As one who lives on his laptop, the first thing I do when entering a new place is scout out the outlets for my power adaptor. This place is loaded with outlets, most discreetly hidden on the bottom sides of the tables, a clever, handy, and aesthetically pleasing solution. For those without laptops, there are a selection of computers scattered around the space, both PC and Mac. (I’m told that the owner is a Mac guy. Of course he is.)

The background music was alternative rock when I first got there, but it soon changed to real (not ‘smooth’!) jazz. It fit.

Every cup of coffee is freshly ground and brewed to order. My cups were excellent as was the service. After my first cup, I asked the barista, “Are refills free?” Very pleasantly he replied, “This one can be.”

I understand that a coffee shop, where a guy may sit for four hours or more, can’t have a free refill policy. I’m okay with that. So, I insisted on paying for my second cup. Later, he brought me a third cup, free. A cheap way to buy a customer’s favor!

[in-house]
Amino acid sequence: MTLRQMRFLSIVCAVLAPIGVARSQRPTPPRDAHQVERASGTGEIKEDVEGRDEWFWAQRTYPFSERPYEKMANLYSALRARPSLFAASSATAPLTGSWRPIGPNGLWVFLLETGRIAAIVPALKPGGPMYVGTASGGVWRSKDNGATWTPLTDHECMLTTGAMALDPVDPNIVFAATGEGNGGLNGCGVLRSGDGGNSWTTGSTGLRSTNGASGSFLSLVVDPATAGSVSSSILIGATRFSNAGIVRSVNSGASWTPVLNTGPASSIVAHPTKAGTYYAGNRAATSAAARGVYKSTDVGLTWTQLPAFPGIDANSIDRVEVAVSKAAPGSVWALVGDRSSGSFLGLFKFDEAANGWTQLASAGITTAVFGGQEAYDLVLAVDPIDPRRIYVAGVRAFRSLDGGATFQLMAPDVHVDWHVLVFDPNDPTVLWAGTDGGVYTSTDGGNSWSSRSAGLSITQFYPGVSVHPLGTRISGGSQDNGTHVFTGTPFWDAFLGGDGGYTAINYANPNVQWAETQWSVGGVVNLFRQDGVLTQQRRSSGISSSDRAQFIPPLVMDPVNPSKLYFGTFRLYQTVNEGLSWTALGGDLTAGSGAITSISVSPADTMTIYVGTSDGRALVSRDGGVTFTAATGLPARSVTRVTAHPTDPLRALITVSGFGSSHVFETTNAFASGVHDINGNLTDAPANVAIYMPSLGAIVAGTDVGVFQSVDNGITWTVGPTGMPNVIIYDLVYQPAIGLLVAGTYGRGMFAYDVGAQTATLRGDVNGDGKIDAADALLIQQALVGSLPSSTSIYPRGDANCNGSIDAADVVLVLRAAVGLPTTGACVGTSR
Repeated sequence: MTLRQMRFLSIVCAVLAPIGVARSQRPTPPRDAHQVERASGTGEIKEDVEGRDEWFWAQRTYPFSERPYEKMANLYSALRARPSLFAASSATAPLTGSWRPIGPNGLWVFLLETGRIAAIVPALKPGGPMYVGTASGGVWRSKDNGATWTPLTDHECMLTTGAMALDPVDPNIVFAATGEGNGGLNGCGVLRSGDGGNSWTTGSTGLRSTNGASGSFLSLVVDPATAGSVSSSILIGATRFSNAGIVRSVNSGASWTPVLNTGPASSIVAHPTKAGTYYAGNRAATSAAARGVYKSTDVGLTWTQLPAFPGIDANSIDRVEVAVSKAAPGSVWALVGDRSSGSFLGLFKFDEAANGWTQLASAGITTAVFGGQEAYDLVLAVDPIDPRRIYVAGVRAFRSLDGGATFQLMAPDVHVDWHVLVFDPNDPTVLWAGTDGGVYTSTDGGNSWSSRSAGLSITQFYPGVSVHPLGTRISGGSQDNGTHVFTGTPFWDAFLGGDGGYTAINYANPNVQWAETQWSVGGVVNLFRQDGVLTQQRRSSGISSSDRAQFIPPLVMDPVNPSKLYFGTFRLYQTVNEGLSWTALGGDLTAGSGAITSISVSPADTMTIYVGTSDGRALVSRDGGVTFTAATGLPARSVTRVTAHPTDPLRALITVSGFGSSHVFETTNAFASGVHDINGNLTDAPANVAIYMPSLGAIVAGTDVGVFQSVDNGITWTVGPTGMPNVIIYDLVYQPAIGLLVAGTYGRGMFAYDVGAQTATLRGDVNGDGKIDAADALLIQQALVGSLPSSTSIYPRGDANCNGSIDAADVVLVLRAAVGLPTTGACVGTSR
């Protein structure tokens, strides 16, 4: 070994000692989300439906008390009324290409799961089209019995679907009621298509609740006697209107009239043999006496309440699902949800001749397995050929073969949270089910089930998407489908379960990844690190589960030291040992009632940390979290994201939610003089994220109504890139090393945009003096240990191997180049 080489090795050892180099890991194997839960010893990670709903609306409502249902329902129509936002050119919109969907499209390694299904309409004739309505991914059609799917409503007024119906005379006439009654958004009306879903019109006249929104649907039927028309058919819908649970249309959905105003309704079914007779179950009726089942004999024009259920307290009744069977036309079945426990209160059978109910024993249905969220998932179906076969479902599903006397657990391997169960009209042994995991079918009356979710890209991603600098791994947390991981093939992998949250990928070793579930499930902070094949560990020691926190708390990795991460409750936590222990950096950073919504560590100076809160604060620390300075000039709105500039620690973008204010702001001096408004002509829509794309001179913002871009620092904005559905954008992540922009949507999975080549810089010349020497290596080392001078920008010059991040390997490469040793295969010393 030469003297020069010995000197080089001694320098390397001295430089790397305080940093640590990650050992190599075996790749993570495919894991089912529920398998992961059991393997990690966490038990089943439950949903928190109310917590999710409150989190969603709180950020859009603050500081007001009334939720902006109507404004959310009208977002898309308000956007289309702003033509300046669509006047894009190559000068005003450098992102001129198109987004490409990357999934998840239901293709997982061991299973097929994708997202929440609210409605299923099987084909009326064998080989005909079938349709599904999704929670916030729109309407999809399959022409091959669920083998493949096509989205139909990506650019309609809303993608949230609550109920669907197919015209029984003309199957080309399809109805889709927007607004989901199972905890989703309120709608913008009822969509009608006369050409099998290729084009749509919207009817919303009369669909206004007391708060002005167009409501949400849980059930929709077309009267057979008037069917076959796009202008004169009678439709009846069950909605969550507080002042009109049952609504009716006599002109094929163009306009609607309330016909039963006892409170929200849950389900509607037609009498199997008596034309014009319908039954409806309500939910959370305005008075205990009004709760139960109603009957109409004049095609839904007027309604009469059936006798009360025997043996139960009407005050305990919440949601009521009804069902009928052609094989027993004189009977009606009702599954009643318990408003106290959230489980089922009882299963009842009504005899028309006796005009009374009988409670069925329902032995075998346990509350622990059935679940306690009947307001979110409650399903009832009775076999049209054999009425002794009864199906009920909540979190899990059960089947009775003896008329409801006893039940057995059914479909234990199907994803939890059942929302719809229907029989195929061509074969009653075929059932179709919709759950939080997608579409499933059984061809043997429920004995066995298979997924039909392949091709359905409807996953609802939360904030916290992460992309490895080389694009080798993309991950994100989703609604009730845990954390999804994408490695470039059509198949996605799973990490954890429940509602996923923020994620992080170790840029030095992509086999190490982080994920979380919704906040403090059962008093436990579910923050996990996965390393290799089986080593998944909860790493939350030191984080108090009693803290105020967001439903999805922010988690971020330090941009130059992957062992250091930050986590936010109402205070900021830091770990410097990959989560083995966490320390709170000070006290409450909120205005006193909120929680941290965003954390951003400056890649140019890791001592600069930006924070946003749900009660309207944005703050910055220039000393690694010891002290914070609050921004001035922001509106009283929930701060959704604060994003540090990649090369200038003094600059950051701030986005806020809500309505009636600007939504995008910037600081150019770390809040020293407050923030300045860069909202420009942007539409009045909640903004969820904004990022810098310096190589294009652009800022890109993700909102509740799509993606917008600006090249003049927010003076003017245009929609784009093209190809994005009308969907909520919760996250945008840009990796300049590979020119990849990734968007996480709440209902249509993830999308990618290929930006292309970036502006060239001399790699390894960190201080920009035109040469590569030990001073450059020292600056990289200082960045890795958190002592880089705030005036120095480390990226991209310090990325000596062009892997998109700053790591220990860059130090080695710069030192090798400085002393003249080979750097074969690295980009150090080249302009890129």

The business here was brisk. Very brisk for a store that has only been open for six weeks and has yet to have a sign installed at the road.

Someone there told me that this coffee shop used to exist as ‘Java Moon’ further down the road. The contrast between what that was and what this is could not be more striking. I tried to visit that shop a couple of times, but felt like a CEO in a tattoo shop. It just wasn’t comfortable. Whatever muse led the owner to relocate and redesign, it was a good one.

This, then, is the secret of ‘buzz’: replant, relocate, rename, remake yourself, and do it with a deep commitment to quality. Of course, what is ‘buzz’ other than friends inviting friends. That drives coffee shops as well as churches.